March 4, 2009

Conserving the Chew Papers: Paper Conservation

This is the second in a series of blog posts devoted to the conservation being performed on the documents, books and manuscript materials in the Chew Family Papers Collection. See the first post, on enclosures, here.

From large manuscript maps to tiny scraps of note papers, there is a wide range of documents in the Chew Family Papers and a variety of conservation procedures for these papers.

One of the least invasive conservation methods for paper is dry cleaning or surface cleaning. Removing the dirt and dust off a document not only improves the appearance of the document, it keeps the hands of researchers clean. Eraser bits and vulcanized rubber sponges are the two products that are used to clean documents at HSP. Extreme care and patience is needed for this process due to the fragility of paper. Attention must be paid to any pencil markings or writing on documents so they are not removed.

The vulcanized rubber sponge is used to clean the linen backing of a manuscript map.

Paper documents are best stored flat. In the Chew collection, many items have been folded or rolled requiring humidification and flattening. Over time, fibers in paper can become stiff and brittle. Humidification helps the fibers in paper to relax. When a folded, crumpled, wrinkled, or rolled document is humidified, it can then be opened with ease and without damage to the paper.

The document is placed in a humidification chamber. The document is then unfolded or unrolled, placed between blotter papers and pellon, and put under weight.

A document is washed to de-acidify and clean the paper. Washing also reconditions the fibers making the paper pliable and malleable. Prior to washing a document, it is necessary to test to see if the ink is water soluble. The document is placed in a bath of deionized water. After twenty minutes, it is carefully removed and placed between blotters and pellons to dry.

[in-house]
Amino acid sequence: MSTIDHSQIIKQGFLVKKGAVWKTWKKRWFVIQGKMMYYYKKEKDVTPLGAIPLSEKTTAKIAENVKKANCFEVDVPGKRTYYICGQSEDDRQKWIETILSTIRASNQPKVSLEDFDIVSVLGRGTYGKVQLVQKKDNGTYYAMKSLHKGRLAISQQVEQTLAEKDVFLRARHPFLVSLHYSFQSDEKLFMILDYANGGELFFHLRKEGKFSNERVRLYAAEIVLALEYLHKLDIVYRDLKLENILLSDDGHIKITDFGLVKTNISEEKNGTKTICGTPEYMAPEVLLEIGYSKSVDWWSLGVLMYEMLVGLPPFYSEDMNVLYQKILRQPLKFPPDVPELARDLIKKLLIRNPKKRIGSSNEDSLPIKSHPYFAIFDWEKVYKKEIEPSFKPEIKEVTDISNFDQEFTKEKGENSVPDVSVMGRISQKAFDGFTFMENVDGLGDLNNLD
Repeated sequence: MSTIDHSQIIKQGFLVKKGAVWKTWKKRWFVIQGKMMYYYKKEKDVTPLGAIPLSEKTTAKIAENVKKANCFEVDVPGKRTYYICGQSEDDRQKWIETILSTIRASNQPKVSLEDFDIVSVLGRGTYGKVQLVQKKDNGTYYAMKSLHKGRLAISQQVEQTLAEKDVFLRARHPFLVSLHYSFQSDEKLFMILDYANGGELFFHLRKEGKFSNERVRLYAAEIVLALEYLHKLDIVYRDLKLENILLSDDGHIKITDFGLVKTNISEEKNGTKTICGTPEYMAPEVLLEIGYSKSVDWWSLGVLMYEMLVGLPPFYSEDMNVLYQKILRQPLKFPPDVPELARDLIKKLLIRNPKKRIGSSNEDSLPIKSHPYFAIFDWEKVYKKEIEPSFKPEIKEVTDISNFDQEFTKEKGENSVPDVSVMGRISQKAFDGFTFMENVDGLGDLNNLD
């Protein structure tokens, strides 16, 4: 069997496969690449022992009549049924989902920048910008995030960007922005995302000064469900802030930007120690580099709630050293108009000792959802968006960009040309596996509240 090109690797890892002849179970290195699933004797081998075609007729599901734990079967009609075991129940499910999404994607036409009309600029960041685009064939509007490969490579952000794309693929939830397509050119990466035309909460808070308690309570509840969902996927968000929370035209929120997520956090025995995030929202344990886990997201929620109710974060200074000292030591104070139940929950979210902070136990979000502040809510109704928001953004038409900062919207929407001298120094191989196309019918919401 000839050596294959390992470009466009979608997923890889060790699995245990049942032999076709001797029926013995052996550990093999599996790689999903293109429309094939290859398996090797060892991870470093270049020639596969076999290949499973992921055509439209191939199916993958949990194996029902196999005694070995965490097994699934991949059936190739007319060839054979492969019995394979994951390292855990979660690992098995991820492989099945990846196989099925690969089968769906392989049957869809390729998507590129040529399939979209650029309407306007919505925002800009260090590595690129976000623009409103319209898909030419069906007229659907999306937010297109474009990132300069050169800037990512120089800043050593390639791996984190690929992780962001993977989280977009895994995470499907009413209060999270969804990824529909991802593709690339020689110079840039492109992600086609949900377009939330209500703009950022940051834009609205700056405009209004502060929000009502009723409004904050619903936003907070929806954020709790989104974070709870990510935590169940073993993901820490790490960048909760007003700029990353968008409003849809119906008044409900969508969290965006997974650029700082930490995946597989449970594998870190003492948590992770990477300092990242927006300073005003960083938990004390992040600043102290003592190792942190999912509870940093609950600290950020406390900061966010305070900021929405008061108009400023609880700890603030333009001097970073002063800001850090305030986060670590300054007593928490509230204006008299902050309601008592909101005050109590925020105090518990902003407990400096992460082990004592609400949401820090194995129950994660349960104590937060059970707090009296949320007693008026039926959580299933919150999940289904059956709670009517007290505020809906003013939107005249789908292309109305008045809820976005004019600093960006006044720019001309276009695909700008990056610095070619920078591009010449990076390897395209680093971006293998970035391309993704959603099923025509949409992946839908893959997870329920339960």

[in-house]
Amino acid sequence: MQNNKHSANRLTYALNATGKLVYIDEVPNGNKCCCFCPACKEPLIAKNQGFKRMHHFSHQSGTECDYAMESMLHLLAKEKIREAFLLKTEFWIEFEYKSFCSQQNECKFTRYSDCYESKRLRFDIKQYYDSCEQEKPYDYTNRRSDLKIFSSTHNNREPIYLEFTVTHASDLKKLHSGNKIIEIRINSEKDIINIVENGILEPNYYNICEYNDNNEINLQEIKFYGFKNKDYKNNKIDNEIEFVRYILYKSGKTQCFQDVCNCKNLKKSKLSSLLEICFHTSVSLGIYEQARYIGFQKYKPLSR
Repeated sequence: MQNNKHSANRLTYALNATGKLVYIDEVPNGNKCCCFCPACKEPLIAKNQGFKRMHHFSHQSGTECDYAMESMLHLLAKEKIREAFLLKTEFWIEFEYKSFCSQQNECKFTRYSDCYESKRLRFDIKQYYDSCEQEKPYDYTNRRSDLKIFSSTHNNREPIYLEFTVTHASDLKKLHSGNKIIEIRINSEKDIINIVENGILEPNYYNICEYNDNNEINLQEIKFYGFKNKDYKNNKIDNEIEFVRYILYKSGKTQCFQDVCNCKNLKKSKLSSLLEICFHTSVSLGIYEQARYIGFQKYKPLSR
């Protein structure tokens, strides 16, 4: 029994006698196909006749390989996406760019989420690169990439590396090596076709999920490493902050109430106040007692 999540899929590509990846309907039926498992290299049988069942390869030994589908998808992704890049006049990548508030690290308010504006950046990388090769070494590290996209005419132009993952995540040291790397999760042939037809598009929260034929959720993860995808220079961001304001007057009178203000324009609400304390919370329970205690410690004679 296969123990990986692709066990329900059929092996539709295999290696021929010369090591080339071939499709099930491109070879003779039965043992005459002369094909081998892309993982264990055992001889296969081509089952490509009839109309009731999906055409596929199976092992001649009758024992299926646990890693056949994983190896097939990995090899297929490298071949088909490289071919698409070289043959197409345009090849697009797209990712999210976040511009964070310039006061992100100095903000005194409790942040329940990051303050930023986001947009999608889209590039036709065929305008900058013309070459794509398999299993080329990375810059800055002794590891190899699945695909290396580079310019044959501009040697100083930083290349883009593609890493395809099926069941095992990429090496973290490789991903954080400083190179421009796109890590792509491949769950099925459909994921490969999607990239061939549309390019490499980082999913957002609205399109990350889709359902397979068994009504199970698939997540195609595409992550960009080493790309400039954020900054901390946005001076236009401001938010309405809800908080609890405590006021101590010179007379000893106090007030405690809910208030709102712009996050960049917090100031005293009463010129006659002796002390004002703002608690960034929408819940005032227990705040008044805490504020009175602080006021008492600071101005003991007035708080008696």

Once papers have been cleaning, humidified and/or washed, they are ready for paper mending. HSP only uses wheat paste and Japanese papers for mending. Often the Japanese papers are dyed to match the color of the document using high quality acrylic paints. A thin coating of wheat paste is applied to a strip of Japanese paper. The glued-out strip is carefully placed on the tear, burnished into place and put under weight to dry flat.

Before and during mending. The excess Japanese paper will be trimmed.


Stella said...

That is an amazing process. It makes my archive work look quite boring in comparison! I would love to learn how to preserve paper.

Mark Dominus said...

Thanks for posting this fascinating explanation. I particularly enjoyed the picture of the partly-cleaned linen map.

What is "pellon"? My dictionary does not mention it by that name.

Mark Dominus said...

Often the Japanese papers are dyed to match the color of the document using high quality acrylic paints.

I don't get it. What's the point of dyeing the contemporary paper?

Leah Mackin said...

Mainly for aesthetic reasons are the Japanese papers dyed. The majority of Japanese paper used for mends is a very thin variety called tengucho. Tengucho dries with enough transparency for text and imagery to be visible, if it is necessary to mend over such information. Undyed tengucho is white and thus dries in a white haze, which can be rather unsightly on darker shades of aged paper. By dying the Japanese paper to match the paper color of a document, mends are less apparent.

Mark Dominus said...

But by making the mends less apparent, aren't you obscuring the history and provenance of the document? Don't you worry that you might be sabotaging some future historian who is trying to figure out something about 18th-century paper?

Cathleen Miller said...


Our main goal in processing and conserving these documents is to make them accessible to researchers and to safeguard them from further damage. While it is true that mending alters the document, if you look closely, you can see the mends. Anyone who is interested in researching 18th century paper would be able to see the process. And there are plenty of documents in the collection that have not been mended.

As these papers are used, tears can become worse from frequent (or even occasional) handling. We want researchers to be able to work with the materials, and Leah's repairs make that possible. If an item is too badly damaged, it becomes unusable, and often unreadable, because of losses in the paper. It's a balancing act between preservation and access, and we try to be as true to the originals as we can while still making the collection available for use.